[Shah-Kazemi] analyses as `case studies' the writings of what are by general scholarly agreement understood to be the three most outstanding (if not necessarily unvaryingly orthodox) representatives of the mystical traditions of three of the world's great religions, Hinduism, Islam and Christianity, from the perspective of the `Perennialist' or `Traditionalist' school in the philosophy of religion.... Shah-Kazemi's book is a very welcome addition to the study of comparative mysticism. -- Eckhart Review 2007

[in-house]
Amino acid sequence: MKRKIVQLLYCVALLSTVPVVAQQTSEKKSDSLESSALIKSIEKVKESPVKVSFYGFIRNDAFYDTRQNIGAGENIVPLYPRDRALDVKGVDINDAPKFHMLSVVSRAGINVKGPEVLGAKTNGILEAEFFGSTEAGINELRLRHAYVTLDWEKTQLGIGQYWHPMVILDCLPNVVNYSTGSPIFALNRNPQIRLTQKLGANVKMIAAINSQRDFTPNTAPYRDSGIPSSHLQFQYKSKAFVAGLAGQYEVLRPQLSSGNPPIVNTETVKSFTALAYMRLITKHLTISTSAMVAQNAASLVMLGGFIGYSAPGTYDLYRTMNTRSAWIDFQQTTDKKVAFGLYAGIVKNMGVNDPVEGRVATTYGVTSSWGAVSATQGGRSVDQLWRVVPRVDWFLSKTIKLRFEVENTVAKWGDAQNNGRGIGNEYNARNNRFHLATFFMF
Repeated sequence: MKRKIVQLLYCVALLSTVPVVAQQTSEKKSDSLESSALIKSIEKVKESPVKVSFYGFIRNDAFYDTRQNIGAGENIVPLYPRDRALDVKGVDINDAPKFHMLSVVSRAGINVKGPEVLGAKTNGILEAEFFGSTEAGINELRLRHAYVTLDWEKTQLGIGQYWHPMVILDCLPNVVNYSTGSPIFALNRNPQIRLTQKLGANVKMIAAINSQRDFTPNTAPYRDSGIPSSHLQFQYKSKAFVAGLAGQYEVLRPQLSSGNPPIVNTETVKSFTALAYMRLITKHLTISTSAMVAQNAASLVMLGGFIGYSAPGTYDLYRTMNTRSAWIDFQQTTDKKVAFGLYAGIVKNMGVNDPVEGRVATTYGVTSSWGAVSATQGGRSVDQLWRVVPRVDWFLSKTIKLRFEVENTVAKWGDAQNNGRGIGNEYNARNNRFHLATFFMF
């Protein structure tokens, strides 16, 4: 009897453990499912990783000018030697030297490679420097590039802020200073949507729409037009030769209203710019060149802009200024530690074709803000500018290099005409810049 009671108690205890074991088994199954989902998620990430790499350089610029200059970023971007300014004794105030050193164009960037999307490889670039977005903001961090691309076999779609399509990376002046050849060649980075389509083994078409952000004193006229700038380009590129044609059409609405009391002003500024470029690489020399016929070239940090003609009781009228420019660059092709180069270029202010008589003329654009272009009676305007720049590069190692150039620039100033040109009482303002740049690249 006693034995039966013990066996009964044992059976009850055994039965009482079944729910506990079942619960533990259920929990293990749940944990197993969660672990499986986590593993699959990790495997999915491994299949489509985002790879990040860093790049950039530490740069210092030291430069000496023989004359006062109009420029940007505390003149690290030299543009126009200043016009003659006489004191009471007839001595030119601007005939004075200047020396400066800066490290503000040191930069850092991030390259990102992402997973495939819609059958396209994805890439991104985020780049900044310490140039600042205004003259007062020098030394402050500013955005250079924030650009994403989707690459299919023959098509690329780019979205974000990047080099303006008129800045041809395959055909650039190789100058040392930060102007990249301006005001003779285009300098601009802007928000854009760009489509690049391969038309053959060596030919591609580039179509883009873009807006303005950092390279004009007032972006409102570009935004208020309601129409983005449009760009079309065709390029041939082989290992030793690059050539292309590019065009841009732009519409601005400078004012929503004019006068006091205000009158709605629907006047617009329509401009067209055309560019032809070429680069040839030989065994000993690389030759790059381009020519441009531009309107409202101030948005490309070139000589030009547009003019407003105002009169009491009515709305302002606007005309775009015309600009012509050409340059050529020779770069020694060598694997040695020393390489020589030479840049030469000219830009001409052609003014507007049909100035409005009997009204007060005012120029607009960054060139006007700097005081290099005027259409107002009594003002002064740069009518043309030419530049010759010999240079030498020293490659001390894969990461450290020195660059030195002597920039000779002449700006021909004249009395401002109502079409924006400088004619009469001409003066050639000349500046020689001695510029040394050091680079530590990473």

From the Publisher
The aim of this book is to contribute to the elucidation of an important but much neglected theme in comparative religion and mysticism: that of transcendence. More specifi cally, we intend to shed light on the meaning of transcendence both in itself and as the summit of spiritual realization; thus, both as a metaphysical principle and as a mystical attainment, our principal concern being with the concrete dimensions of the spiritual paths leading to what we shall be calling here "transcendent realization." What we wish to offer is an interpretive essay on this theme, taking as our starting point what three of the worlds greatest mystics have said or written on this subject.